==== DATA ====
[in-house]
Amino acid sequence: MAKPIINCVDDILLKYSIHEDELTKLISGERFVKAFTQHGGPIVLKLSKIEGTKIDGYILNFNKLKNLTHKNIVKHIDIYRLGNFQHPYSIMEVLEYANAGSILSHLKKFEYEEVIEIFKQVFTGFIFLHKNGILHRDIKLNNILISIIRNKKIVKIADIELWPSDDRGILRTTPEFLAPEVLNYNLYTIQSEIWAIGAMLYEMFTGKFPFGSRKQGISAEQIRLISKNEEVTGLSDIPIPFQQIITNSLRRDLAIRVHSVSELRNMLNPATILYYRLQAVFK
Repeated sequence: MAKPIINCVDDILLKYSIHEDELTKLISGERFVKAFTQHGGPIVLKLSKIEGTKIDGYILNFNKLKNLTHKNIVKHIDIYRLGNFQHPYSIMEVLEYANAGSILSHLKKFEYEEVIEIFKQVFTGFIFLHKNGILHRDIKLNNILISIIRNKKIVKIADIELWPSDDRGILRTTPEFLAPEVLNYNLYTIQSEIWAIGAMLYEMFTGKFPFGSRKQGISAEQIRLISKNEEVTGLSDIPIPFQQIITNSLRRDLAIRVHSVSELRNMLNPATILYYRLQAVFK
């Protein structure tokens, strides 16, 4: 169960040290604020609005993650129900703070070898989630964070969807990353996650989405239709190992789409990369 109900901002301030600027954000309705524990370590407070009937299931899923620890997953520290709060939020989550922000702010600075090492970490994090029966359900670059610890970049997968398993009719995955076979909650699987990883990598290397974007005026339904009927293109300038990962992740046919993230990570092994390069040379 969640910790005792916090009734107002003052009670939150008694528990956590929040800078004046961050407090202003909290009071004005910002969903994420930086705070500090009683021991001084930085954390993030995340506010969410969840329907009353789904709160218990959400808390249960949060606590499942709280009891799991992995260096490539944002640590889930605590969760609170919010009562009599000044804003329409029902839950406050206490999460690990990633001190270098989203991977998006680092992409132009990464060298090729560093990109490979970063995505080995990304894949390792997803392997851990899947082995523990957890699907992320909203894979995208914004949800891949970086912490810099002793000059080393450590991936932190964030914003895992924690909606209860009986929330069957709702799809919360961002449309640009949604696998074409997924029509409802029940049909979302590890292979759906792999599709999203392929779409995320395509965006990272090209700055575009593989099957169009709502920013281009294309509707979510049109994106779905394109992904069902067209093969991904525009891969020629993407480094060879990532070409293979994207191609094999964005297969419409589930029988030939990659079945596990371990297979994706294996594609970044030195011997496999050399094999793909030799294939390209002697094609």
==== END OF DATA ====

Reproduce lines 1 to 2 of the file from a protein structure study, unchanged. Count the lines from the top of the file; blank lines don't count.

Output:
[in-house]
Amino acid sequence: MAKPIINCVDDILLKYSIHEDELTKLISGERFVKAFTQHGGPIVLKLSKIEGTKIDGYILNFNKLKNLTHKNIVKHIDIYRLGNFQHPYSIMEVLEYANAGSILSHLKKFEYEEVIEIFKQVFTGFIFLHKNGILHRDIKLNNILISIIRNKKIVKIADIELWPSDDRGILRTTPEFLAPEVLNYNLYTIQSEIWAIGAMLYEMFTGKFPFGSRKQGISAEQIRLISKNEEVTGLSDIPIPFQQIITNSLRRDLAIRVHSVSELRNMLNPATILYYRLQAVFK